The Diagnosis Battlefield
My child has just been diagnosed with a condition my in-laws don’t even believe exists. Now what?
Amalah is currently on maternity leave. In her absence, however, she’s just as tethered to the computer as ever, and will be using this space to ask you — our intrepid Advice Smackdown Commenter Crew — questions. What’s been baffling her, as a parent, you may wonder? Why, she’s so glad you asked!
Dear Internet-Wan Kenobi,
So we’ve been dealing with a myriad of developmental hiccups, special needs, therapy plans, interventions, and diagnoses (and the myriad of family-and-friend REACTIONS to all those things) for almost four full years now. I’ve been openly blogging about a good 90% of that stuff for almost four full years now too. We should be champs at this, right? Or at least not…cowards about it, right?
But here’s the thing: No one in our family was very, well, familiar with a lot of the labels and thingies we were dealing with, especially once we moved past the relatively simple realm of “speech delayed.” Sensory Processing Disorder? Dyspraxia? Hypotonia? Oral defensiveness? Pervasive Developmental Disorder Not Otherwise Specified HUH WHAT NOW?
So for the most part, family members whom we have regular interaction have with more or less trusted our judgment and guidance when it came to All Things Noah, from discipline to approved foods and activities and all that. But along the way, we’ve certainly gotten an earful about Other Children and Other Parents and Other Diagnoses — namely, ADHD.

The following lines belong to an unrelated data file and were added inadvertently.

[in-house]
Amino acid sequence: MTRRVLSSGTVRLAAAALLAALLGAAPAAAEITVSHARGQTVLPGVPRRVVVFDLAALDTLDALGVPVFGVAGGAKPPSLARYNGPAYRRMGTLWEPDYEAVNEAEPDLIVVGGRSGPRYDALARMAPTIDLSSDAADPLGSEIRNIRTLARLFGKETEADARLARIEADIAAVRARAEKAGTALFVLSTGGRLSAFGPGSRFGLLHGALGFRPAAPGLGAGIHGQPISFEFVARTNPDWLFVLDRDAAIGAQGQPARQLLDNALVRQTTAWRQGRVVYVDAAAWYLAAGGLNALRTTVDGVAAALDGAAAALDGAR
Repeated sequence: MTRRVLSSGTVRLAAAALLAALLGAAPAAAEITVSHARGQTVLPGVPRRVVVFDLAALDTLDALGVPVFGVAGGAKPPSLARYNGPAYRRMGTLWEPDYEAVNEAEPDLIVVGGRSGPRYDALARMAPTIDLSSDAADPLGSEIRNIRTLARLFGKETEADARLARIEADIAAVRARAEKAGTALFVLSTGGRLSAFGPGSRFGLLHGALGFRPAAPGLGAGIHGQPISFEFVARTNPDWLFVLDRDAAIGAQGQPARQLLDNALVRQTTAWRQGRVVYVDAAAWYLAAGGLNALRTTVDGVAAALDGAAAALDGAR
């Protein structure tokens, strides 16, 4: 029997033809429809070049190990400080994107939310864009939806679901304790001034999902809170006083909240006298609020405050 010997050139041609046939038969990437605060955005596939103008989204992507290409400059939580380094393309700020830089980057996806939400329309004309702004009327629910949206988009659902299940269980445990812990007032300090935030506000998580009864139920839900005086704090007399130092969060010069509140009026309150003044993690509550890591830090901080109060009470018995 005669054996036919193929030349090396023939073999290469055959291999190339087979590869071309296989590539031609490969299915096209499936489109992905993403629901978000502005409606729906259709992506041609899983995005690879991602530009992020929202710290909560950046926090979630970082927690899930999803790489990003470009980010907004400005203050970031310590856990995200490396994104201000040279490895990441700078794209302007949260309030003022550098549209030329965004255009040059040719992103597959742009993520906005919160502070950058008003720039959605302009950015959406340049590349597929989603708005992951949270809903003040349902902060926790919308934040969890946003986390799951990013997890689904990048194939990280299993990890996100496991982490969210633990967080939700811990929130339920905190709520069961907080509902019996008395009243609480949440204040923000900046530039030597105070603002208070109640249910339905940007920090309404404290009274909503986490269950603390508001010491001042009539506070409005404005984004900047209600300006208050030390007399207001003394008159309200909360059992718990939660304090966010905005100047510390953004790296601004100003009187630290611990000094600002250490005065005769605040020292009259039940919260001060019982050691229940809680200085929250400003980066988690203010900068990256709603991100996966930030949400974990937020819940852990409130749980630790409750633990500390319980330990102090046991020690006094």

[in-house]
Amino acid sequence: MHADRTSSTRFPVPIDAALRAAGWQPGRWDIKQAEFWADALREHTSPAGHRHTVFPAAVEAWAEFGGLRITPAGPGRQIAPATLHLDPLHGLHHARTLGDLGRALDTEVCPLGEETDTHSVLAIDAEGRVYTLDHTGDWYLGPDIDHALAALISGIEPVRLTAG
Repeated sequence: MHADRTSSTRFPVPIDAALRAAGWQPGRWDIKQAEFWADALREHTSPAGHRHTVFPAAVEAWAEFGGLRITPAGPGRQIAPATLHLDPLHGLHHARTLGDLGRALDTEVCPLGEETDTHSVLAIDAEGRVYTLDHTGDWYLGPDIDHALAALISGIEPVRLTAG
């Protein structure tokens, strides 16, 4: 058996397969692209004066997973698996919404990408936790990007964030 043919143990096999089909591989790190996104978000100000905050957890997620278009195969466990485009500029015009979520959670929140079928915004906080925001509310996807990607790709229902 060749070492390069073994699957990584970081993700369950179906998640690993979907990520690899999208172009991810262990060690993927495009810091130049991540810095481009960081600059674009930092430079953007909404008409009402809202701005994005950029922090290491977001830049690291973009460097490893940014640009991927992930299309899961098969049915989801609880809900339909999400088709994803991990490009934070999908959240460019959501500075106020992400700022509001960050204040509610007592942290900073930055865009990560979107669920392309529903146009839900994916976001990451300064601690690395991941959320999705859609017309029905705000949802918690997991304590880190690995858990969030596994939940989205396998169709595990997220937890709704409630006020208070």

My in-laws have a lot of opinions about ADHD. The first and foremost being that it doesn’t exist, that it’s overdiagnosed by parents and schools looking to drug up children, that it’s almost 100% caused by a bad diet and eating the wrong things and toxins, that ADHD children simply aren’t given boundaries and are spoiled, etc. etc. etc. Oh, no matter how many times I’ve told her that she’s repeating some kind of special education urban legend, my MIL is convinced that public schools are allowed to “force” you to put your child on Ritalin, against your will and even your doctor’s advice.
So…we haven’t exactly told them that Noah was diagnosed with ADHD yet.
Now, here’s the thing: We aren’t in any rush to try medication. It’s not something we will rule out in the future, but it’s not on the table right now, at his current age and grade level. We HAVE made significant changes to Noah’s diet already (zero food dyes, artificial flavors, preservatives) and are currently experimenting with an elimination diet targeting refined white sugar and flour. And several homeopathic remedies that may or may not be a load of overpriced snake oil, but hey, they’re worth a try. Noah will be seeing a therapist regularly to help him with his anxiety, attending OT summer camp, starting kindergarten with some really fantastic supports and accommodations in place, basically: WE’VE GOT THIS. And I think we’ll do a pretty decent-ish, open-minded and educated job.
But I don’t think it will ever be enough for them, you know? I’m terrified that once they “know” the new “label” we’ll NEVER HEAR THE END OF IT. The undermining comments, the takeover-y diet attempts (they still don’t believe us that yes, we tried it, but no, it’s NOT GLUTEN), the sending us books and links that support the more — ahem — quackery end of ADHD and ASD treatments, the overstepping with discipline…gah. Stuff we’re already seeing more and more lately and have been struggling to re-draw the boundaries around Noah and his health and behavior ALREADY.
So…I don’t even know what my question is, exactly. Does anybody else have a similar experience? What did you DO? Or say? Did you ever just…stop offering information about your child’s progress? Or did you continue to send your own books and articles and hope that eventually the person in question would accept YOUR approach and stop pushing so hard for their own?
Leave your thoughts, suggestions, sympathies and counterpoints in the comments section.